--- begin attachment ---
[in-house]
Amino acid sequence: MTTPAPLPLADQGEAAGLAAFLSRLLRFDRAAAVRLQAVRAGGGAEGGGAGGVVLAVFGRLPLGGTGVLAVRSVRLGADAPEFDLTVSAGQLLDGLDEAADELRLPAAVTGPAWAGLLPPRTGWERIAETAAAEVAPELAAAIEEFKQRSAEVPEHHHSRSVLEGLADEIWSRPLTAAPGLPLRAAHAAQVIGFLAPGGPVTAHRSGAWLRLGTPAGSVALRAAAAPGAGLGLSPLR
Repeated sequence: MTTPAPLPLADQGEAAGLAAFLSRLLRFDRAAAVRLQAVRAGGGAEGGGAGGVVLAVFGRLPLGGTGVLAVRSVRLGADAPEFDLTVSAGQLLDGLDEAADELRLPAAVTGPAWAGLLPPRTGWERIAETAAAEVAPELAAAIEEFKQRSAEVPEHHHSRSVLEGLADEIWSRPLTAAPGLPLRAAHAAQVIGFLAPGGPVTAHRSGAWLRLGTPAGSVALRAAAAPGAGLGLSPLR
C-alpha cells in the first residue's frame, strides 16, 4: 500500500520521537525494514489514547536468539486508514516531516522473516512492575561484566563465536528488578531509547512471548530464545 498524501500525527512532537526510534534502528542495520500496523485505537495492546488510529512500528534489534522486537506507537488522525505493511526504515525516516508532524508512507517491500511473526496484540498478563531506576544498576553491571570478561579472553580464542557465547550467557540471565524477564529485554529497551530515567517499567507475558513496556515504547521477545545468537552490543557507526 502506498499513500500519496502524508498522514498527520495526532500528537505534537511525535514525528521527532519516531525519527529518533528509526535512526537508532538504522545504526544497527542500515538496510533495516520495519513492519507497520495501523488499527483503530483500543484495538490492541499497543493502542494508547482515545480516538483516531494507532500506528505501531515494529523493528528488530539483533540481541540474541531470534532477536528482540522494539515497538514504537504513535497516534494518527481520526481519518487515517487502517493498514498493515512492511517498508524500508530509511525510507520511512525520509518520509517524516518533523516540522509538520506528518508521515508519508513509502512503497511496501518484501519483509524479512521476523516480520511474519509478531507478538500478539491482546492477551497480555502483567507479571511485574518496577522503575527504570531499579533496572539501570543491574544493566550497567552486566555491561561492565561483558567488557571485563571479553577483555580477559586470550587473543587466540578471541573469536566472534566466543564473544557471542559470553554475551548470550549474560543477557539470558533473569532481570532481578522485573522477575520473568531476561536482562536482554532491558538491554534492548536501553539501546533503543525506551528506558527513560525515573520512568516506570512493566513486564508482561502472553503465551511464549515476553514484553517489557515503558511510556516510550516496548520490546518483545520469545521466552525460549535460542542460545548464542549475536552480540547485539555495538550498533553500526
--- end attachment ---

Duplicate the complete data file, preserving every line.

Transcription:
[in-house]
Amino acid sequence: MTTPAPLPLADQGEAAGLAAFLSRLLRFDRAAAVRLQAVRAGGGAEGGGAGGVVLAVFGRLPLGGTGVLAVRSVRLGADAPEFDLTVSAGQLLDGLDEAADELRLPAAVTGPAWAGLLPPRTGWERIAETAAAEVAPELAAAIEEFKQRSAEVPEHHHSRSVLEGLADEIWSRPLTAAPGLPLRAAHAAQVIGFLAPGGPVTAHRSGAWLRLGTPAGSVALRAAAAPGAGLGLSPLR
Repeated sequence: MTTPAPLPLADQGEAAGLAAFLSRLLRFDRAAAVRLQAVRAGGGAEGGGAGGVVLAVFGRLPLGGTGVLAVRSVRLGADAPEFDLTVSAGQLLDGLDEAADELRLPAAVTGPAWAGLLPPRTGWERIAETAAAEVAPELAAAIEEFKQRSAEVPEHHHSRSVLEGLADEIWSRPLTAAPGLPLRAAHAAQVIGFLAPGGPVTAHRSGAWLRLGTPAGSVALRAAAAPGAGLGLSPLR
C-alpha cells in the first residue's frame, strides 16, 4: 500500500520521537525494514489514547536468539486508514516531516522473516512492575561484566563465536528488578531509547512471548530464545 498524501500525527512532537526510534534502528542495520500496523485505537495492546488510529512500528534489534522486537506507537488522525505493511526504515525516516508532524508512507517491500511473526496484540498478563531506576544498576553491571570478561579472553580464542557465547550467557540471565524477564529485554529497551530515567517499567507475558513496556515504547521477545545468537552490543557507526 502506498499513500500519496502524508498522514498527520495526532500528537505534537511525535514525528521527532519516531525519527529518533528509526535512526537508532538504522545504526544497527542500515538496510533495516520495519513492519507497520495501523488499527483503530483500543484495538490492541499497543493502542494508547482515545480516538483516531494507532500506528505501531515494529523493528528488530539483533540481541540474541531470534532477536528482540522494539515497538514504537504513535497516534494518527481520526481519518487515517487502517493498514498493515512492511517498508524500508530509511525510507520511512525520509518520509517524516518533523516540522509538520506528518508521515508519508513509502512503497511496501518484501519483509524479512521476523516480520511474519509478531507478538500478539491482546492477551497480555502483567507479571511485574518496577522503575527504570531499579533496572539501570543491574544493566550497567552486566555491561561492565561483558567488557571485563571479553577483555580477559586470550587473543587466540578471541573469536566472534566466543564473544557471542559470553554475551548470550549474560543477557539470558533473569532481570532481578522485573522477575520473568531476561536482562536482554532491558538491554534492548536501553539501546533503543525506551528506558527513560525515573520512568516506570512493566513486564508482561502472553503465551511464549515476553514484553517489557515503558511510556516510550516496548520490546518483545520469545521466552525460549535460542542460545548464542549475536552480540547485539555495538550498533553500526